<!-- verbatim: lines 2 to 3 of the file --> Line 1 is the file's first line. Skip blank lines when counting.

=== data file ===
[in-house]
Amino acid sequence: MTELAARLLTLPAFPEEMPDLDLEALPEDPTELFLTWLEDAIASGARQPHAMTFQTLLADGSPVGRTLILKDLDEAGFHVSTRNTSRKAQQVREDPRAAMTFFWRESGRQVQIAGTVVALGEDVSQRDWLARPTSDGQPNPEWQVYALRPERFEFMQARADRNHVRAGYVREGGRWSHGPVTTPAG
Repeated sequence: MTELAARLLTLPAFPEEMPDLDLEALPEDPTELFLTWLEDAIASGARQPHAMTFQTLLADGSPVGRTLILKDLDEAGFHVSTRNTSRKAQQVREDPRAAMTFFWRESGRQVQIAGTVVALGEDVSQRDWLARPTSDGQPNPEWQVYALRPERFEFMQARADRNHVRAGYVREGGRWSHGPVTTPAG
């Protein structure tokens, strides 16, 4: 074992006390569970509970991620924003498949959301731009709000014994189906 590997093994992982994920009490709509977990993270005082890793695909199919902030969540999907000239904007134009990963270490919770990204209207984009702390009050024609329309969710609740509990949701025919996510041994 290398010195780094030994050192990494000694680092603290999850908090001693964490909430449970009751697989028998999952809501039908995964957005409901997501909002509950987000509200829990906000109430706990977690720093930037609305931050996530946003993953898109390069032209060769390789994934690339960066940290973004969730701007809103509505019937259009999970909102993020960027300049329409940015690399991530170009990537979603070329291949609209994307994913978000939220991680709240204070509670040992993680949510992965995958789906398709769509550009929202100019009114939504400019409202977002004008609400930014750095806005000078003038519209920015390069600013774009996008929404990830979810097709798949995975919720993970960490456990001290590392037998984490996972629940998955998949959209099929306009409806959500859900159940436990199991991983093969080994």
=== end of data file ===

Amino acid sequence: MTELAARLLTLPAFPEEMPDLDLEALPEDPTELFLTWLEDAIASGARQPHAMTFQTLLADGSPVGRTLILKDLDEAGFHVSTRNTSRKAQQVREDPRAAMTFFWRESGRQVQIAGTVVALGEDVSQRDWLARPTSDGQPNPEWQVYALRPERFEFMQARADRNHVRAGYVREGGRWSHGPVTTPAG
Repeated sequence: MTELAARLLTLPAFPEEMPDLDLEALPEDPTELFLTWLEDAIASGARQPHAMTFQTLLADGSPVGRTLILKDLDEAGFHVSTRNTSRKAQQVREDPRAAMTFFWRESGRQVQIAGTVVALGEDVSQRDWLARPTSDGQPNPEWQVYALRPERFEFMQARADRNHVRAGYVREGGRWSHGPVTTPAG